Tuesday, September 22, 2009

IN: Lawyer - Teacher’s action not a crime

September 21, 2009

By Jon Murray | Indystar


A former Perry Township teacher accused of twice striking a disabled student asked a judge Monday to dismiss his felony battery charges.

Thomas E. Cripe’s attorneys cited Indiana’s corporal punishment protections for educators, spelled out in laws and court rulings dating to the 19th century that give teachers some leeway as long as it isn’t excessive or cruel.

But a prosecutor said comparisons to previous cases missed the point: Cripe’s student was a 20-year-old man with autism and severe mental retardation.

“This young man was anything but an average student, was anything but an average child,” Deputy Prosecutor Tom McLennon said during a hearing in Marion Superior Court.

Judge Marc Rothenberg said he would rule on the motion to dismiss charges by Sept. 29. If he denies the motion, Cripe will stand trial Oct. 7.

Cripe, 65, is now retired and plans to let his teaching license lapse, his attorneys said.

His 17-year career ended after accusations of two incidents days apart in August 2008 at RISE Learning Center, 5391 Shelby St. The school serves special-education students from Southside districts in pre-kindergarten through high school.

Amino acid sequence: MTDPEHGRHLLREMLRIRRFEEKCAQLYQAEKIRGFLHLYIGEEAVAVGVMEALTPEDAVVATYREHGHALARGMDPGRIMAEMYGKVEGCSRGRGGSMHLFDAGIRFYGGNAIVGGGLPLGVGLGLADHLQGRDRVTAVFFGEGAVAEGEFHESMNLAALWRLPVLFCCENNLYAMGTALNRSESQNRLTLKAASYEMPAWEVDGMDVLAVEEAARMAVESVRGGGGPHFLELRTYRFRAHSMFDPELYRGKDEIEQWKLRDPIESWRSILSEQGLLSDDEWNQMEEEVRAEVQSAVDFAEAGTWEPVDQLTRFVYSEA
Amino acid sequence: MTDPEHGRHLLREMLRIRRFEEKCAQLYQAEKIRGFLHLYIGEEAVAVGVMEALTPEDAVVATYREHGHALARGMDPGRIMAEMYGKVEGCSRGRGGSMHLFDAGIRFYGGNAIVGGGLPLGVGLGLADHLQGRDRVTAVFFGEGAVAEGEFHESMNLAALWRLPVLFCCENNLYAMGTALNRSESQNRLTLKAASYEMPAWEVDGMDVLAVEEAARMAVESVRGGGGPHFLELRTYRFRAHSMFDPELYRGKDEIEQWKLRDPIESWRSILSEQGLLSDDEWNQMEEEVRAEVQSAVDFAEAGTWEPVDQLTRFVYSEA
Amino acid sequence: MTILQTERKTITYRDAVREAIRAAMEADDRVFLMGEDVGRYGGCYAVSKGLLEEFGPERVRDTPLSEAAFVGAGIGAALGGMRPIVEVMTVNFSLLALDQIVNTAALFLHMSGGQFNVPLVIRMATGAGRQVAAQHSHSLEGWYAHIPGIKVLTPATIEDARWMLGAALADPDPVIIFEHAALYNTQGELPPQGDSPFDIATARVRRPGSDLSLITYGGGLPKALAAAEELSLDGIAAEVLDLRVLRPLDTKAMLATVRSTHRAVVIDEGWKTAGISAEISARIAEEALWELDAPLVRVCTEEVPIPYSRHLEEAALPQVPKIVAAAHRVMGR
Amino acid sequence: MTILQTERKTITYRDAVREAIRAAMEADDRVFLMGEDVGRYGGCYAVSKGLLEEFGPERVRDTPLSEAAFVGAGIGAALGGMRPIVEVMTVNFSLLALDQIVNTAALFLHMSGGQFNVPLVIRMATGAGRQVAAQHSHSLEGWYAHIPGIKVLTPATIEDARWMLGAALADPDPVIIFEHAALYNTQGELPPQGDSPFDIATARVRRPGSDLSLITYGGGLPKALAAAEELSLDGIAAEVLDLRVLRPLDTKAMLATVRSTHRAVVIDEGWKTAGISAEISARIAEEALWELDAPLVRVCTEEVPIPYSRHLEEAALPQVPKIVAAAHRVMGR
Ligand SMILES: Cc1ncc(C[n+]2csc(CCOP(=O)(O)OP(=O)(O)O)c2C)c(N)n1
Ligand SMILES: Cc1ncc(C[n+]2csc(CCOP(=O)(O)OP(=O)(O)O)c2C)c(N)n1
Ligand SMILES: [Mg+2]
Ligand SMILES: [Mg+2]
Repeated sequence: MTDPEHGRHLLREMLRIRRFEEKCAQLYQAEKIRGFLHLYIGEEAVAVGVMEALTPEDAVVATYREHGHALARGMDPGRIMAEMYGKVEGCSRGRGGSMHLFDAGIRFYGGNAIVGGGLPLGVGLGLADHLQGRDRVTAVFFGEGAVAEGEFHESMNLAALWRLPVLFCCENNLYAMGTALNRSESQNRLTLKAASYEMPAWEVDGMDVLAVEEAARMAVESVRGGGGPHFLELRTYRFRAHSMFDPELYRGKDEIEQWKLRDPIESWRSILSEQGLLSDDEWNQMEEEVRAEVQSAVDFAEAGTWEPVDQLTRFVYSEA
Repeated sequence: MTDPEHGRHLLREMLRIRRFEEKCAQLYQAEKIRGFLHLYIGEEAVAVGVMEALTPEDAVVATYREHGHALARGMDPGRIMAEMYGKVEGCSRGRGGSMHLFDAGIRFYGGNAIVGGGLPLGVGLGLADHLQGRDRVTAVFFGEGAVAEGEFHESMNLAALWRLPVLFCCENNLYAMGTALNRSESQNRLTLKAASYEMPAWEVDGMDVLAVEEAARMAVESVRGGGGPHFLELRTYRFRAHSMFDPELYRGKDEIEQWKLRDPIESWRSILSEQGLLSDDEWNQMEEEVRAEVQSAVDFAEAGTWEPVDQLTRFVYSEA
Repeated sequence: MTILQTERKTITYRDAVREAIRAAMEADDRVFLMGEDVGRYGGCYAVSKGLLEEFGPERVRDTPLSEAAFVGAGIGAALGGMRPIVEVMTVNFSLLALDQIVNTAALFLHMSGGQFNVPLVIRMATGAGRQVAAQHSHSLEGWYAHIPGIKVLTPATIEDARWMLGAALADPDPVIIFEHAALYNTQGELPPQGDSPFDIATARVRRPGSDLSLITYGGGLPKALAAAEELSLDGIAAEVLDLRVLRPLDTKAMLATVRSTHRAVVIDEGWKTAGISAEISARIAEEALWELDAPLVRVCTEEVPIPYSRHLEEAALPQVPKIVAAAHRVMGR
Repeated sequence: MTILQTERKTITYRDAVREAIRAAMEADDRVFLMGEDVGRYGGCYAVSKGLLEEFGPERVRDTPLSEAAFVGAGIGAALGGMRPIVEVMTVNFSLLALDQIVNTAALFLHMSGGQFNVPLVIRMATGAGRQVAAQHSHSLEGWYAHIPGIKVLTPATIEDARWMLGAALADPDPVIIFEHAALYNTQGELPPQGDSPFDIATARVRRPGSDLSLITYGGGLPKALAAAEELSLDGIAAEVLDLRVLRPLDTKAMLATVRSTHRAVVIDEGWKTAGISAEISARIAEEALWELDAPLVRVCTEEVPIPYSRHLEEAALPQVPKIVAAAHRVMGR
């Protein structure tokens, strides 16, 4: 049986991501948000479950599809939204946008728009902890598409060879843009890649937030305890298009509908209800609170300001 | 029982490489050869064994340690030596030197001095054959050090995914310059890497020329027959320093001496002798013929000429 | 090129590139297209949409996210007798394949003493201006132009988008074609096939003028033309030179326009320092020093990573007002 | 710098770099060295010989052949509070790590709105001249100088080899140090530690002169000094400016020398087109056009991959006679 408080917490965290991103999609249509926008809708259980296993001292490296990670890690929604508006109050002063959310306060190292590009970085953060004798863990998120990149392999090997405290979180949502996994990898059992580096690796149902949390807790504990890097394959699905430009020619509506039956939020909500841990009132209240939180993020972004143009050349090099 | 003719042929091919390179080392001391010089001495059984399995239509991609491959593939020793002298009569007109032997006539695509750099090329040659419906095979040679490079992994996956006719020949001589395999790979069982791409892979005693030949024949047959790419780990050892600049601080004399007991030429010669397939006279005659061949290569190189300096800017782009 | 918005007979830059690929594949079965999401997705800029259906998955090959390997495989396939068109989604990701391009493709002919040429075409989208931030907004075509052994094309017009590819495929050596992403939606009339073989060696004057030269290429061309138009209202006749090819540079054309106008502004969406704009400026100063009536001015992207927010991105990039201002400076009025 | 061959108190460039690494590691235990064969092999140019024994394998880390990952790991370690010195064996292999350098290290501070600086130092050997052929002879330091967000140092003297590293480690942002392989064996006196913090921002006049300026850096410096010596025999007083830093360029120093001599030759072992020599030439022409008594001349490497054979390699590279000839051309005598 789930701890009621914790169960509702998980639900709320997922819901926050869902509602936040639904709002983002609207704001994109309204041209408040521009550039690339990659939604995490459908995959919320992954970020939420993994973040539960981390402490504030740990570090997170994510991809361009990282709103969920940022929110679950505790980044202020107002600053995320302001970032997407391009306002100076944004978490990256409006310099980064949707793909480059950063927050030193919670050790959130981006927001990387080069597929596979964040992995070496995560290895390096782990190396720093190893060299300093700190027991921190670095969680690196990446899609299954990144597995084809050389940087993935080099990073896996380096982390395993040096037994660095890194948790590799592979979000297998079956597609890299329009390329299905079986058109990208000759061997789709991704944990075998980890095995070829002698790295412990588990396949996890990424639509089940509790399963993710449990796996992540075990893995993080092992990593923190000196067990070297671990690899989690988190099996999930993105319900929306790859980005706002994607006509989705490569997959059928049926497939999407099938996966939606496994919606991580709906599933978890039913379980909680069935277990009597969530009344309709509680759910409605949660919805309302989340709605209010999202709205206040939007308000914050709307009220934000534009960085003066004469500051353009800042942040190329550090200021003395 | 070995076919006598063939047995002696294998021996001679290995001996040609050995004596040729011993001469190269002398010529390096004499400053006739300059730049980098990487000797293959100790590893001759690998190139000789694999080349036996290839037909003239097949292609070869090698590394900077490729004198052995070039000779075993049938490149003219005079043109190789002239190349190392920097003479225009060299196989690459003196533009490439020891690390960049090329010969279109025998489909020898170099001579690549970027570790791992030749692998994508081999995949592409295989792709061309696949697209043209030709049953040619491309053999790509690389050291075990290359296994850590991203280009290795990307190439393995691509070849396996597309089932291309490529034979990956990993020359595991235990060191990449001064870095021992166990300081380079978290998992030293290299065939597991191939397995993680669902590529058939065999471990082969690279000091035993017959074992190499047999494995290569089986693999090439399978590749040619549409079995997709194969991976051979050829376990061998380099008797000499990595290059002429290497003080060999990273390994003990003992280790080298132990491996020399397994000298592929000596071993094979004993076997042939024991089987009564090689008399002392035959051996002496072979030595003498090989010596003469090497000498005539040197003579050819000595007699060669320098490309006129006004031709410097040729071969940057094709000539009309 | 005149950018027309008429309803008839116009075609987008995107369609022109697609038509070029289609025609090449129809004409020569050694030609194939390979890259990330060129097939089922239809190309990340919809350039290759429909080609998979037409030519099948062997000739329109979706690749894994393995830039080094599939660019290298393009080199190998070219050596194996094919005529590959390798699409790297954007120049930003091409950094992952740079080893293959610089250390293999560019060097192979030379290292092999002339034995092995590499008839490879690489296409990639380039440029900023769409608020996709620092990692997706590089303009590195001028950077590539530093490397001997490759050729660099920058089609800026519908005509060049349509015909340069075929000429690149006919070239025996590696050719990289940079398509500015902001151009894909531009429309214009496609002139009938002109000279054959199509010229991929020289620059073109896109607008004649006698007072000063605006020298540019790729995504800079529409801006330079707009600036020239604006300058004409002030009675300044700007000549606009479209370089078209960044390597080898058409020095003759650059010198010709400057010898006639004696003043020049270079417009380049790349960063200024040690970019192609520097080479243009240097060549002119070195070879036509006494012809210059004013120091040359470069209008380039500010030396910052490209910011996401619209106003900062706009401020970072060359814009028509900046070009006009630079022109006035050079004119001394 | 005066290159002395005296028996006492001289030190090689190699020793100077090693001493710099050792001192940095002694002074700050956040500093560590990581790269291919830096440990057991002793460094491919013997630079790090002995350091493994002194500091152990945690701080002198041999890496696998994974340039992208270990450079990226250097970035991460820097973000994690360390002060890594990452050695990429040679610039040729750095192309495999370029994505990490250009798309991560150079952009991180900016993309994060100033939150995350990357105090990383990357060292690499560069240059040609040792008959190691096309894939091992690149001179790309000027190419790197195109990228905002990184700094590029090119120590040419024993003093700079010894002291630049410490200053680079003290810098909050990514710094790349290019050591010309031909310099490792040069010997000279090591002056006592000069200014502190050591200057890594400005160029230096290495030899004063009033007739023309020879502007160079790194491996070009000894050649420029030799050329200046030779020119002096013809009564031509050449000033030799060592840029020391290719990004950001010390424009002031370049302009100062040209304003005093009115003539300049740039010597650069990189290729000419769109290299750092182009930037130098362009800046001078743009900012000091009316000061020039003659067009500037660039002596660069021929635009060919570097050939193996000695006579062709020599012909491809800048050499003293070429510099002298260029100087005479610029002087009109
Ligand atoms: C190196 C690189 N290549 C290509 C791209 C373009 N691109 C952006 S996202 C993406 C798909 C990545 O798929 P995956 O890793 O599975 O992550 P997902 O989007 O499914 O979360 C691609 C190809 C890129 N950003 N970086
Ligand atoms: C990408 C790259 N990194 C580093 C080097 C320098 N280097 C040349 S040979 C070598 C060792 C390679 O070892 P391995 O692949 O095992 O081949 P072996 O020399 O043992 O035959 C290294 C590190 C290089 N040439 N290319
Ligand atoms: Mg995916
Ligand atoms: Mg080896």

Prosecutors charged Cripe with two counts of battery, a Class D felony, each based on accusations that he struck the face of student Brent Mobley. The first incident took place during a diaper change in a bathroom, the second at a classroom table.

Both times, Cripe’s attorneys said, Mobley was unruly and struck the teacher first, and he responded with a light touch after verbal commands failed.

“Those two incidents do not rise to the level of a crime,” defense attorney Andrew Duncan said. “It is our contention that Mr. Cripe was trying to restore order to a classroom where there was a disruptive student.”

Perry Township Schools officials have said striking a student is never acceptable.

Many districts put such prohibitions into policy, but the Indiana Court of Appeals affirmed last year that teachers have some criminal immunity. A panel upheld the dismissal of a misdemeanor battery case against a Beech Grove High School physical education teacher accused of slapping a student.

Mobley’s mother, Mary Leiber, said she hoped Rothenberg would allow Cripe’s case to proceed to trial. Her son, who speaks in two- or three-word sentences, still refers to the incident, she said after the hearing.

Minutes earlier, she told the judge that a full year in Cripe’s room changed her active, energetic son. “He was always very loving,” Leiber said, “until this incident.”

1 comment:

Jolie Mason said...

I know Cripe and the student in question! Light tap on the arm, my eye!

That child was manageable by everyone else, but Tom Cripe for some reason. Wonder why?